It’s a well-worn phrase in American politics within the executive branch of the United States government:
“I serve at the pleasure of the President.”
The staffer who utters these words is, in effect, saying they were asked to serve on the President’s payroll and that they will do so until they are told they’re no longer needed – at which time they will immediately tender their resignation upon the President’s request. Whether it actually happens this way behind closed doors, it’s the way this time-honored tradition has been played out before the American public dating back to the early days of our Republic.
There’s a simplicity to this perspective that has rich application to the life of the Christian leader. Each of us serves at the pleasure of the LORD of Hosts – the sovereign Commander of all armies earthly and heavenly – Who alone knows our best use. He gave us our calling in the first place. In some instances, He calls us to a similar type and context of ministry for a lifetime. In other cases, He leads us into seasons of work and ministry for the purpose of equipping us for future usefulness.
Sometimes we will realize the purpose for such equipping; other times, we won’t have a clue. This latter scenario tends to also coincide with times of testing, refinement and suffering. Phrases such as “dark nights of the soul” and “severe gifts” have been used by popular Christian authors to describe such redemptive times in God’s economy. Such labeling can help us embrace meaning during tough times, even if they don’t serve to alleviate any of the suffering.
When we sense the winds of change blowing into our lives and ministries, it can feel rather scary. If you’re anything like me, my old nature likes the predictability of sameness, especially if my professional identity has become attached to my previous work. My true devotion is tested. Is my focus more on myself or on the One who called me in the first place? Am I being more faithful to the vision itself or to the One who birthed that vision in me all those years ago? Am I serving at the pleasure of myself and my kingdom or of Him and His?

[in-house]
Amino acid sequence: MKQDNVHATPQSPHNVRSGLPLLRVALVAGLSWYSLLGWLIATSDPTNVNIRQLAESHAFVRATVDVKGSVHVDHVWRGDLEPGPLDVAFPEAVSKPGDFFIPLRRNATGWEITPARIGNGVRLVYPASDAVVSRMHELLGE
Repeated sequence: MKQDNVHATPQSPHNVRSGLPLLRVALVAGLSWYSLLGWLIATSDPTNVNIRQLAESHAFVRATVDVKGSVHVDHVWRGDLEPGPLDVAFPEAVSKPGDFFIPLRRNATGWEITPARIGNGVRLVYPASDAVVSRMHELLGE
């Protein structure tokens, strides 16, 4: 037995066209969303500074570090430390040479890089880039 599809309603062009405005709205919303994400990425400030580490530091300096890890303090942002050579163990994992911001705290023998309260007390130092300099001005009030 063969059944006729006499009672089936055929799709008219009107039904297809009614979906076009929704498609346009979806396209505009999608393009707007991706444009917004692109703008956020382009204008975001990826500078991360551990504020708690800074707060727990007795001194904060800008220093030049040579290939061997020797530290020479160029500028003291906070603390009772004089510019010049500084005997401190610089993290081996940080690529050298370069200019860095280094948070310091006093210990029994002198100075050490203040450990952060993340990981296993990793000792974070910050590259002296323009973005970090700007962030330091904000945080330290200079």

It really comes down to whether we really trust Him. If it really is about His glory and His Kingdom, we’ll be willing to lay down the thing into which we may have poured all our blood, sweat and tears. But as Christian leaders, we’re not really throwing something away. We’re surrendering it back to the One from Whom it originated – a recycling of that thing, if you will. Consider it a reinvestment into the next adventure God has in store for us.
That doesn’t mean we won’t struggle to accept His new direction (even if that means some kicking and screaming in our private prayer closet). He’s big enough to handle that. Isn’t that what we mean by “come as you are”, anyway? He accepts us right where we are… and lovingly nudges, tugs and prods us in the direction of His ultimate desire for us.
What’s being sown into our lives today as a result of our current circumstances? How might God be tilling up the fallow ground in preparation towards something new? It reminds me of a song from the earlier days of contemporary Christian music:
In the things familiar, we find security / Resisting all the changes the days and years can bring / When God decides to lead you through an open door / Inviting you to walk in realms you’ve never known before
Beyond the open door is a new and fresh anointing / Hear the Spirit calling you to go / Walk on through the door, for the Lord will go before you / into a greater power you’ve never known before
– Beyond the Open Door, Gaither Vocal Band, from the album “A Few Good Men” (1992)
Remember: the unburdened life isn’t staying with the comfort of what we know but rather in following His lead down the sanctifying path.
Heavenly father, LORD of Hosts: You are the Lord of my life. What is Your pleasure to work in and through me today? May it count for the Kingdom in ways far beyond what I can even imagine or think. Enable me to be faithful to You today – even if it’s painful. I trust You to accomplish all that You intend, whether I get to see the end result someday or not. Amen.